It must feel rather crowded in the office of Federal Reserve Chairman Ben Bernanke. The pressures of being front and center in trying to...

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NEW YORK — It must feel rather crowded in the office of Federal Reserve Chairman Ben Bernanke.

The pressures of being front and center in trying to tame a once-in-a-generation credit crisis is enough to make it seem like the office walls are closing in. Add the suddenly high-profile comments of the two previous occupants of that office in Washington, D.C., and you can’t blame Bernanke for feeling a tad claustrophobic.

Bernanke is busy, employing everything from the traditional policy moves (short-term interest-rate cuts) to the definitely nontraditional (direct lending to investment banks) to unstick frozen markets and get financial institutions onto sounder footing.

Alan Greenspan, who occupied the chair for 18 years before Bernanke took over a couple of years back, is busy defending his own record. He’s refuting claims that his regime’s decision to keep the federal funds target rate at a recession-resisting 1 percent kickstarted the housing price bubble or that lax Fed regulation is to be faulted for sloppy mortgage lending standards.

Greenspan, who is entitled to earn a living post Fed service, has largely done so through book writing and speech giving. That has resulted, even if unintentionally, in a sort of shadow Fed during Bernanke’s time in office.

Paul Volcker, largely credited with breaking the back of stubborn stagflation in his time leading the Fed before Greenspan, has been more “old school” in his post-Fed life. He has not written or commented regularly on monetary policy or related issues.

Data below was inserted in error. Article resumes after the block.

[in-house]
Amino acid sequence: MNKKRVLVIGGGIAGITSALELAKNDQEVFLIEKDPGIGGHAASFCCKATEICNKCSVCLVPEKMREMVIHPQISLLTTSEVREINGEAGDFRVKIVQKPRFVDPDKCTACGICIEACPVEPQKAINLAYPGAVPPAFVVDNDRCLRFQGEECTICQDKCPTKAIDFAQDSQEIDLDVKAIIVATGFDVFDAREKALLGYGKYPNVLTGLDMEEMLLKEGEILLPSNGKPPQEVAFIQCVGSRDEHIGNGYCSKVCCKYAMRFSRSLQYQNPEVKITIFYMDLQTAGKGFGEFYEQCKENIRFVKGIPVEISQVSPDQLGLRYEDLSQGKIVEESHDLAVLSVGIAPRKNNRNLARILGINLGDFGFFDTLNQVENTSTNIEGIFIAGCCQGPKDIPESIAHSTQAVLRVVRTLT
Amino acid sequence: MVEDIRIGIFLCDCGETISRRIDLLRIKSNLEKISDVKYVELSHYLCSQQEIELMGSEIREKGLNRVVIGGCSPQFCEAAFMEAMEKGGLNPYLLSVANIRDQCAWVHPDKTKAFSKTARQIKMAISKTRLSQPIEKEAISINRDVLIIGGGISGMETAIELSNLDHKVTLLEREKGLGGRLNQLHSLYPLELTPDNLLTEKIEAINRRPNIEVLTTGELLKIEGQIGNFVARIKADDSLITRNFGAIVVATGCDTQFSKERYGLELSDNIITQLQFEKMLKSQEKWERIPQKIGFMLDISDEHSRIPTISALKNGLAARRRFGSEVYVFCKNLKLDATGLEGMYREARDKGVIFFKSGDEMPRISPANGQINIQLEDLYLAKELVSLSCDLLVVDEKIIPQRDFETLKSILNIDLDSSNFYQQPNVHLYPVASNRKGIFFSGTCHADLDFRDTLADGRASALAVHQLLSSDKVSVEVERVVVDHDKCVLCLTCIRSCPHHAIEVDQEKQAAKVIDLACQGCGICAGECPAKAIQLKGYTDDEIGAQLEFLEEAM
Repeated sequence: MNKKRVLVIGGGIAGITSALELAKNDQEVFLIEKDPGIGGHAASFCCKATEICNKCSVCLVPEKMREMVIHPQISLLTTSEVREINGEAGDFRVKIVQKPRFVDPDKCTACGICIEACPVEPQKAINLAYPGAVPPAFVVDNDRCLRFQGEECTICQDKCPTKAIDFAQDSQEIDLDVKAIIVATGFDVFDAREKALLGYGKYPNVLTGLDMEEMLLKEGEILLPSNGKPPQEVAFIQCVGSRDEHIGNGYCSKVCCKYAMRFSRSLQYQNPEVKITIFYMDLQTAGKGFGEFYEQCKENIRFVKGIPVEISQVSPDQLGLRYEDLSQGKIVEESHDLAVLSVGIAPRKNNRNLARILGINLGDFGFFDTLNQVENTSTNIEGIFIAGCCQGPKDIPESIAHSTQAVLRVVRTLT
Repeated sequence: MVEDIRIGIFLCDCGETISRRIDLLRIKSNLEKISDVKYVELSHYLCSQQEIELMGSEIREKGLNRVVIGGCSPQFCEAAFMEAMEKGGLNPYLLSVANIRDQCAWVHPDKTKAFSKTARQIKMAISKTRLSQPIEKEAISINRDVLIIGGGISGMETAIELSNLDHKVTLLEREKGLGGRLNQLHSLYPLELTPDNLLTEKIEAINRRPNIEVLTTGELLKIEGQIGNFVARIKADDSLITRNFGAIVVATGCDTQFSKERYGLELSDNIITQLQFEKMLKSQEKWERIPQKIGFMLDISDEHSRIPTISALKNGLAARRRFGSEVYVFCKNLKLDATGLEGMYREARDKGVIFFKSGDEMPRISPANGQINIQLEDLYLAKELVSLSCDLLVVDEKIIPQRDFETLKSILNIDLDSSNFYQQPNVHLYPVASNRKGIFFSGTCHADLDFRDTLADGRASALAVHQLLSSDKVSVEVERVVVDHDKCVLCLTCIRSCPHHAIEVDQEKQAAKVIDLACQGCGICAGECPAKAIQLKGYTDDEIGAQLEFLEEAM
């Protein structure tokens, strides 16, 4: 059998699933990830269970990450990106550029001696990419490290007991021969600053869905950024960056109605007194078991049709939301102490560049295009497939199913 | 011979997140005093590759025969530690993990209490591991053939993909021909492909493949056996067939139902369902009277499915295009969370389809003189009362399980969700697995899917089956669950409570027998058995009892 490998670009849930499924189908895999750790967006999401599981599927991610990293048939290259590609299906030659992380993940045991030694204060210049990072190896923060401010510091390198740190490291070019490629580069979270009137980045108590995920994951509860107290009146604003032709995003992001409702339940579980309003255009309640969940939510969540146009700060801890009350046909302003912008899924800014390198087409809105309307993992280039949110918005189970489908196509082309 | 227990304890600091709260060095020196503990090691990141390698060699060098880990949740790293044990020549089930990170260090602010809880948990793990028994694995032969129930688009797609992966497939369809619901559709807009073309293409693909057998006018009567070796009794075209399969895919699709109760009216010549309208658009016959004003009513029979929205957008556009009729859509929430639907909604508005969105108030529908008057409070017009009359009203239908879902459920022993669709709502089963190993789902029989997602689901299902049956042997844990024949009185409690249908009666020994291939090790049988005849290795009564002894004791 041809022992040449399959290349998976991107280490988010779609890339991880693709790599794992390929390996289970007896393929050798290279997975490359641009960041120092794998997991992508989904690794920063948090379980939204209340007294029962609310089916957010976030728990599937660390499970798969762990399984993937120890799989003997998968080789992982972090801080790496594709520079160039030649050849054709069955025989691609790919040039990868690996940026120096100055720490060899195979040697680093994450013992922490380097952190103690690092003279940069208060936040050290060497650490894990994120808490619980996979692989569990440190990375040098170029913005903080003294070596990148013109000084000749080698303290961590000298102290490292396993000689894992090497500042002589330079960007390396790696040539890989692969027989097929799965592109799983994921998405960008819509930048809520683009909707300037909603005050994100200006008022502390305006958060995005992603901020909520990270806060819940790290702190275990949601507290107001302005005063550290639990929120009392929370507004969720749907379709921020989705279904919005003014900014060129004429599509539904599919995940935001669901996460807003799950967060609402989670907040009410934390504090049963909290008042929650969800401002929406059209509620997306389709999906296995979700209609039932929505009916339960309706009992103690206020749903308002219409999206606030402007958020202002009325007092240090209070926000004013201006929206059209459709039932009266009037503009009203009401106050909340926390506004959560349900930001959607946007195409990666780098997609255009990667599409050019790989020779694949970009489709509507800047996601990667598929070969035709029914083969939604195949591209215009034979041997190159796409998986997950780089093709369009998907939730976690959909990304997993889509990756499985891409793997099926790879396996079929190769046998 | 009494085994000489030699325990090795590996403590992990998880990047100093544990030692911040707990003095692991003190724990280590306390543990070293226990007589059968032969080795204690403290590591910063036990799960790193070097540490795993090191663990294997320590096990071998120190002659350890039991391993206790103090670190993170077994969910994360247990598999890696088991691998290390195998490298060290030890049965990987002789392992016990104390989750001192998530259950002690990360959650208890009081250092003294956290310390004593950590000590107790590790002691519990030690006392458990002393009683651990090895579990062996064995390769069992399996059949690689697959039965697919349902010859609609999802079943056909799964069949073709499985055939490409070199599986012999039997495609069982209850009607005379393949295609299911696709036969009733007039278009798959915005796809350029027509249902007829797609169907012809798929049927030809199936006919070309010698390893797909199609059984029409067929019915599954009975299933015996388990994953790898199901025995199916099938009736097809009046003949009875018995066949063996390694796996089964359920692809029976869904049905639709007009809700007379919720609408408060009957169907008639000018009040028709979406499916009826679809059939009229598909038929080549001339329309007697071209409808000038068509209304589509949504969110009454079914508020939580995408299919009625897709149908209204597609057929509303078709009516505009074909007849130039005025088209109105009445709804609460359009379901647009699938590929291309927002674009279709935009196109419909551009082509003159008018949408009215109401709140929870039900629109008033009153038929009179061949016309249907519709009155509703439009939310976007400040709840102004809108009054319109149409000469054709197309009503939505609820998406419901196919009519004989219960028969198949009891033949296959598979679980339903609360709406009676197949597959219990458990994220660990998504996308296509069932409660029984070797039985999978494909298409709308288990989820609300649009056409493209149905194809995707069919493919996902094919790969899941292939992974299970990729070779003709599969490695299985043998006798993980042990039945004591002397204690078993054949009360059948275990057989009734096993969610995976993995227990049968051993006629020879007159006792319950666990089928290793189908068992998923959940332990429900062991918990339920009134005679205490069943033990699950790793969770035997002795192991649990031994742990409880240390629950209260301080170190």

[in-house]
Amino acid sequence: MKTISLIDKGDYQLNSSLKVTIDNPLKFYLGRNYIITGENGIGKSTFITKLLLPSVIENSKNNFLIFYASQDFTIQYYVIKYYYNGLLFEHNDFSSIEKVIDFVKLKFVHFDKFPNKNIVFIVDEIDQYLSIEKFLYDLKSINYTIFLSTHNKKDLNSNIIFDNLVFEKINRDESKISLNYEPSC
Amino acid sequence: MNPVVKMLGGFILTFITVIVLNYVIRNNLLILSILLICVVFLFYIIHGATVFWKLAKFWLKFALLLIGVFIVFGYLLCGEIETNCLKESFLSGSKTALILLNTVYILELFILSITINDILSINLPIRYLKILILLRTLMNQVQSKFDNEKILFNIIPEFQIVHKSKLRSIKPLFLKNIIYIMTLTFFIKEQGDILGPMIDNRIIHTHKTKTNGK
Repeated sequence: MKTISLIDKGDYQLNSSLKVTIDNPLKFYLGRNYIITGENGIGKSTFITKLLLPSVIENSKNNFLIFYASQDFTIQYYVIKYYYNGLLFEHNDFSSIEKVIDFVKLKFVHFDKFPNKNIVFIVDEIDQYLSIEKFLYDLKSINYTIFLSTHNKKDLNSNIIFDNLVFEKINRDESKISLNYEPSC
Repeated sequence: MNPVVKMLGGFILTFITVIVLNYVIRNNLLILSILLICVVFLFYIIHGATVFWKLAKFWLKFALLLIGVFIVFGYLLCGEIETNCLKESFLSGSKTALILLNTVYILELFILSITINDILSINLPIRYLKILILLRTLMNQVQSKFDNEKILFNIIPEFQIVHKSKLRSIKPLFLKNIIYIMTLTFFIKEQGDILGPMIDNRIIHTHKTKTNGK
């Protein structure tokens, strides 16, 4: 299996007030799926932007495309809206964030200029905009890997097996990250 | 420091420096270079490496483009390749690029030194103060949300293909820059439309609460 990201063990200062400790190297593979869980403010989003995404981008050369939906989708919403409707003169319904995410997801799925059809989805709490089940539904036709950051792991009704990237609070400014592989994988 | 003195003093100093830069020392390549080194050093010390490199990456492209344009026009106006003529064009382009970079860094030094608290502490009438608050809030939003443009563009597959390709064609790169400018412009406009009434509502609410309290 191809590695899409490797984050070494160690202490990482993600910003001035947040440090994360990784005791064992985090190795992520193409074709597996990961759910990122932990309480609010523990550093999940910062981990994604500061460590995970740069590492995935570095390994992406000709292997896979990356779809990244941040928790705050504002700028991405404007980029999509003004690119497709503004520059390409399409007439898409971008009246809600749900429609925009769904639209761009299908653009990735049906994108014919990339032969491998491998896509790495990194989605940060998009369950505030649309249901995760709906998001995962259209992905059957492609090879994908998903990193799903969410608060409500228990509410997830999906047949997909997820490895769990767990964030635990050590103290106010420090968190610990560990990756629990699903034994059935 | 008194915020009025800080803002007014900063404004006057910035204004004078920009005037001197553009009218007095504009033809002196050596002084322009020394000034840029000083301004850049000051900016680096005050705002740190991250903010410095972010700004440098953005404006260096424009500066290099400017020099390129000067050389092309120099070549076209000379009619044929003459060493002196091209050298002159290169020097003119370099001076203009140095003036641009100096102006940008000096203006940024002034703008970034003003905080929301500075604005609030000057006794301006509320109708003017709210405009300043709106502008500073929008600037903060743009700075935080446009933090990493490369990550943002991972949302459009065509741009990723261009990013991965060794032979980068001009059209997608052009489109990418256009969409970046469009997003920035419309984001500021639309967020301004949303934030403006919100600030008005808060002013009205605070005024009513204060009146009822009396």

That makes Volcker’s views, made public earlier this week, all the more intriguing, especially because they look to the long term and carry the emeritus tone of a wise and disciplined man forever disappointed with the weaknesses and profligacy of the human character.

“Simply stated, the bright new financial system — for all its talented participants, for all its rich rewards — has failed the test of the market place.”

And, “Mathematical modeling, drawing strong inferences from the past, has demonstrably failed to anticipate unexpected events of potentially seismic importance. … Part of the problem, as I understand it, is that mathematical modeling simply cannot deal with markets where it is not random or physically determined events but human instincts that cause self-perpetuating waves of unwarranted optimism or pessimism.”

Or, “It is the United States as a whole that became addicted to spending and consuming beyond its capacity to produce.” Volcker also thunders about executive compensation in financial services that lavishly reward success but impose no “symmetrical losses” when failures occur.

Those last comments reminded me of a recent quote from an ex-newspaper publisher who wrote a book about his travels across America. “America is much more fragile than we think,” said Carll Tucker, quoted in an article in the Journal News (White Plains, N.Y.). “It’s like the fourth generation of a family fortune, they don’t know where the fortune came from, and they misspend it. In many ways, we’re spending our inheritance.”

Volcker also employed the word fragile, saying “a demonstrably fragile financial system … needs repair and reform.”

Based on his speech text, Volcker seemed uncomfortable with the “emergency powers” recently employed by Bernanke’s Fed, calling them “neither natural nor comfortable for a central bank.”

He wondered why so much of the burden of restoring liquidity to the mortgage market is falling to the Fed, since housing is a “politically sensitive” area that he believes the Fed is best served staying away from.

Volcker certainly knows the political sensitivity of housing. In 1979, as he and his colleagues engineered an inflation-fighting policy that sent interest rates skyward, distressed builders suffering the business consequences of those high rates mailed two-by-fours in droves to the central bank to register their protest.

Bernanke is receiving a lot of advice, some presumably requested, much not. Volcker’s latest views are worth a serious read amidst this crisis and afterward as well.